There are still some major speed bumps on Carolina’s schedule. Its win over Minnesota, and Newton’s strong showing, were unfortunately outside the norm. This is an offense that’s been held to under 10 points twice this season already and ranks 31st in passing yards.
But almost everything went right for the Panthers in Week 6. Newton was on target, and his receivers held onto the ball. Even the game plan by head coach Ron Rivera and play-calling by offensive coordinator Mike Shula was somewhat inspired.
The stars don’t align for Carolina that frequently, and Newton hasn’t been good enough to force the issue. There are some quarterbacks in this league that succeed despite their surroundings, whether it is on the scoreboard or on the stat sheet. Newton hasn’t been that guy.
It hasn’t all been Newton’s fault, however. Sure, the third-year passer has some mechanical issues, but just as important—maybe more so—is that fact that the receiving talent around him has been severely lacking outside Smith. Newton has never had a true No. 2 receiver.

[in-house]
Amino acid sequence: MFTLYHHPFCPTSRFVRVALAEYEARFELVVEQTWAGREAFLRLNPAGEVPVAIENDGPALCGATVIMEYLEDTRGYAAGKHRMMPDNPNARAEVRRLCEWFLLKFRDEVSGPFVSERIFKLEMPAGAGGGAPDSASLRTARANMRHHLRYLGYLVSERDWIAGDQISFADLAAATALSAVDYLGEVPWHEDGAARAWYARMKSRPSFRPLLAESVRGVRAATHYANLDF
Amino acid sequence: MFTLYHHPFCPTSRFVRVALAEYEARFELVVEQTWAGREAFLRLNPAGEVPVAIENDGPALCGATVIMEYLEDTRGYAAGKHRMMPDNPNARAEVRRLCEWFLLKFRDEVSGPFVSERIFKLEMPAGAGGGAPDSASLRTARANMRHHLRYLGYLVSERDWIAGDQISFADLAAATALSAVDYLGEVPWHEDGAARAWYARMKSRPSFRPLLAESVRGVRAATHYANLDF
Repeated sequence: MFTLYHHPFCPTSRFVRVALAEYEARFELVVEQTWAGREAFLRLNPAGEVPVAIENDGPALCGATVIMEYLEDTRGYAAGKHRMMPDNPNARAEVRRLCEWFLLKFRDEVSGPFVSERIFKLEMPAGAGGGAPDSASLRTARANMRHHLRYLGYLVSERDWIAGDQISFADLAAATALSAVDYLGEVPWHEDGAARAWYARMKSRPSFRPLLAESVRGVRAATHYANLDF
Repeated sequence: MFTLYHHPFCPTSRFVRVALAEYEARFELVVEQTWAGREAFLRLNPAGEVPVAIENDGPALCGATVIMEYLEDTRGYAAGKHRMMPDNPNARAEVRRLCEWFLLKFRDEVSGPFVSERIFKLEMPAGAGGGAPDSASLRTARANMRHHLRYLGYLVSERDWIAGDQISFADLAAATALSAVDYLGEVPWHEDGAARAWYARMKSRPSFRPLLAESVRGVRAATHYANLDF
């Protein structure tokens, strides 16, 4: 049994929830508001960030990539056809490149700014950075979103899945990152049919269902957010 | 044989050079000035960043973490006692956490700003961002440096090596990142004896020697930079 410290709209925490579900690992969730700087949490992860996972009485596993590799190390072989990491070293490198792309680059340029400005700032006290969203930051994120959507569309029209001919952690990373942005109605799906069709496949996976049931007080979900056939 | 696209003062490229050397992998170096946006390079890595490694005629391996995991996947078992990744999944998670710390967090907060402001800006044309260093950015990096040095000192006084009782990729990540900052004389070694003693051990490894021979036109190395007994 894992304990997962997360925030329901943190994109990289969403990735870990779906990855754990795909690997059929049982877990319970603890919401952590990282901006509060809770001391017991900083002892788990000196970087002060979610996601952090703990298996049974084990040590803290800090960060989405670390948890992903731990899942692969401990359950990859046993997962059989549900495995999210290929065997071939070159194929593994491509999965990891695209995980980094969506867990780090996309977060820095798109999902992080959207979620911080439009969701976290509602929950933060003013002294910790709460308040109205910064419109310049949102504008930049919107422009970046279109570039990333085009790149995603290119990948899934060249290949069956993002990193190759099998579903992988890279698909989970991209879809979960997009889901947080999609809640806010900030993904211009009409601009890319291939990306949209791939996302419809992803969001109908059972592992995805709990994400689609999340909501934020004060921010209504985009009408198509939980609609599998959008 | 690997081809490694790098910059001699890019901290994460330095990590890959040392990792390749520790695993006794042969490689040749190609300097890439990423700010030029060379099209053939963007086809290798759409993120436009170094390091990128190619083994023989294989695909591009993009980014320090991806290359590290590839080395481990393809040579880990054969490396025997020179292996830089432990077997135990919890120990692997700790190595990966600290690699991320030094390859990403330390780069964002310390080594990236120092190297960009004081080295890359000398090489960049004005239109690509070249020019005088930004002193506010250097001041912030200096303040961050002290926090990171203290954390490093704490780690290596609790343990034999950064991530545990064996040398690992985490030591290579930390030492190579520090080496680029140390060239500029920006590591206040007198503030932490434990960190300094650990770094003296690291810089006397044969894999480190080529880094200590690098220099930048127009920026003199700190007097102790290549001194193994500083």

Newton also rarely gets the kind of aggressive game plan and in-game coaching that he got in Week 6. Forget that the Carolina offense kept its foot on the gas as the game went on, allowing him to continue to throw the football with a sizable lead. Tight end Greg Olsen gained 11 yards on a screen pass that started out as a flea flicker.
That’s inspired play-calling. The Panthers were also 2-for-2 on fourth-down plays. That’s confidence in the offense from the coaching staff.
But this could be just a one-game mirage. After Carolina pasted 38 points on the Giants in Week 3 and had a bye week to prepare, the Panthers got shellacked in Arizona by the Cardinals 22-6. Newton went from a 104.4 quarterback rating there to a 47.8.
Newton’s is not reliable on a consistent base, as neither are his offensive coaching staff and Rivera. It’s going to take a conscious effort to turn Sunday’s win over Minnesota into a regular outcome by the Panthers and not just a rare occurrence.
This offense hasn’t shown it can consistently do that since Newton’s arrival.
Unless otherwise noted, all quotes and statements were obtained firsthand.